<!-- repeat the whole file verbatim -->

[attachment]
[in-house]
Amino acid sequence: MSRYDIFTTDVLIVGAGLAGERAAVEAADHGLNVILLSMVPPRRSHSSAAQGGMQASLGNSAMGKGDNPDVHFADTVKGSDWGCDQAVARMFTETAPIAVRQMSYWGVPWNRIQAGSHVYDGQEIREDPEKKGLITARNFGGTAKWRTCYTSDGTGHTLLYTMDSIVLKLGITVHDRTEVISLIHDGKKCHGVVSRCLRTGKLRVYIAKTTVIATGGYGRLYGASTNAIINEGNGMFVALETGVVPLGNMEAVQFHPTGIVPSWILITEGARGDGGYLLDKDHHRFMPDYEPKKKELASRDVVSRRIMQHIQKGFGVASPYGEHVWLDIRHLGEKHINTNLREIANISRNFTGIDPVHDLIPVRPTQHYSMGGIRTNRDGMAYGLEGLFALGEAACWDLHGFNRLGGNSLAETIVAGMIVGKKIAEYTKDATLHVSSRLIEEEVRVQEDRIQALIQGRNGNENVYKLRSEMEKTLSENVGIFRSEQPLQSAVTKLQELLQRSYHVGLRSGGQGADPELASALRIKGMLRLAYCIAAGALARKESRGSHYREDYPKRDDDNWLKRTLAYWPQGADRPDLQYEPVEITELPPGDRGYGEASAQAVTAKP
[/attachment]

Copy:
[in-house]
Amino acid sequence: MSRYDIFTTDVLIVGAGLAGERAAVEAADHGLNVILLSMVPPRRSHSSAAQGGMQASLGNSAMGKGDNPDVHFADTVKGSDWGCDQAVARMFTETAPIAVRQMSYWGVPWNRIQAGSHVYDGQEIREDPEKKGLITARNFGGTAKWRTCYTSDGTGHTLLYTMDSIVLKLGITVHDRTEVISLIHDGKKCHGVVSRCLRTGKLRVYIAKTTVIATGGYGRLYGASTNAIINEGNGMFVALETGVVPLGNMEAVQFHPTGIVPSWILITEGARGDGGYLLDKDHHRFMPDYEPKKKELASRDVVSRRIMQHIQKGFGVASPYGEHVWLDIRHLGEKHINTNLREIANISRNFTGIDPVHDLIPVRPTQHYSMGGIRTNRDGMAYGLEGLFALGEAACWDLHGFNRLGGNSLAETIVAGMIVGKKIAEYTKDATLHVSSRLIEEEVRVQEDRIQALIQGRNGNENVYKLRSEMEKTLSENVGIFRSEQPLQSAVTKLQELLQRSYHVGLRSGGQGADPELASALRIKGMLRLAYCIAAGALARKESRGSHYREDYPKRDDDNWLKRTLAYWPQGADRPDLQYEPVEITELPPGDRGYGEASAQAVTAKP